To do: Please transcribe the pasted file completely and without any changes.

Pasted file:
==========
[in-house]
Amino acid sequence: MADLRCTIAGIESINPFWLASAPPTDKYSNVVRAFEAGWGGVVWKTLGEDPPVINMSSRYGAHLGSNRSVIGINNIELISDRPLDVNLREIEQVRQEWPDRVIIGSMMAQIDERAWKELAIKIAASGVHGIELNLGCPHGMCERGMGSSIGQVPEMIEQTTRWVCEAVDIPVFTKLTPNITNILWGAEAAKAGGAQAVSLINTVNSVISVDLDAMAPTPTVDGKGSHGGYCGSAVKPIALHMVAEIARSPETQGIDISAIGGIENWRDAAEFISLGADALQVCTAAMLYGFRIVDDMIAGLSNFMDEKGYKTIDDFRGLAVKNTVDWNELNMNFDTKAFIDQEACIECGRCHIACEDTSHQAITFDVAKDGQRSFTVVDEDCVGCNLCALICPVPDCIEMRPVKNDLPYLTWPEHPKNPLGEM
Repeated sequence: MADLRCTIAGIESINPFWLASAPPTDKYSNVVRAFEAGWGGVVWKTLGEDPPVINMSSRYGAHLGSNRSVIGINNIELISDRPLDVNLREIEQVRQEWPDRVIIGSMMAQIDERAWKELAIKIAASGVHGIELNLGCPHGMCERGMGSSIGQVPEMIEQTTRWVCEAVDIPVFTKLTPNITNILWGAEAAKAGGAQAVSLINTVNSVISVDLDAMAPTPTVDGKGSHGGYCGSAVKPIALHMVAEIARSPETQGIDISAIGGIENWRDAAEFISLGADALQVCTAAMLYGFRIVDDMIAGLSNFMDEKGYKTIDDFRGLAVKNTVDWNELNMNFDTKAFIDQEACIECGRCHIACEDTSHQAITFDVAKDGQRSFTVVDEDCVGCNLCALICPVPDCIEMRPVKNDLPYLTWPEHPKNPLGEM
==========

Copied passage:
[in-house]
Amino acid sequence: MADLRCTIAGIESINPFWLASAPPTDKYSNVVRAFEAGWGGVVWKTLGEDPPVINMSSRYGAHLGSNRSVIGINNIELISDRPLDVNLREIEQVRQEWPDRVIIGSMMAQIDERAWKELAIKIAASGVHGIELNLGCPHGMCERGMGSSIGQVPEMIEQTTRWVCEAVDIPVFTKLTPNITNILWGAEAAKAGGAQAVSLINTVNSVISVDLDAMAPTPTVDGKGSHGGYCGSAVKPIALHMVAEIARSPETQGIDISAIGGIENWRDAAEFISLGADALQVCTAAMLYGFRIVDDMIAGLSNFMDEKGYKTIDDFRGLAVKNTVDWNELNMNFDTKAFIDQEACIECGRCHIACEDTSHQAITFDVAKDGQRSFTVVDEDCVGCNLCALICPVPDCIEMRPVKNDLPYLTWPEHPKNPLGEM
Repeated sequence: MADLRCTIAGIESINPFWLASAPPTDKYSNVVRAFEAGWGGVVWKTLGEDPPVINMSSRYGAHLGSNRSVIGINNIELISDRPLDVNLREIEQVRQEWPDRVIIGSMMAQIDERAWKELAIKIAASGVHGIELNLGCPHGMCERGMGSSIGQVPEMIEQTTRWVCEAVDIPVFTKLTPNITNILWGAEAAKAGGAQAVSLINTVNSVISVDLDAMAPTPTVDGKGSHGGYCGSAVKPIALHMVAEIARSPETQGIDISAIGGIENWRDAAEFISLGADALQVCTAAMLYGFRIVDDMIAGLSNFMDEKGYKTIDDFRGLAVKNTVDWNELNMNFDTKAFIDQEACIECGRCHIACEDTSHQAITFDVAKDGQRSFTVVDEDCVGCNLCALICPVPDCIEMRPVKNDLPYLTWPEHPKNPLGEM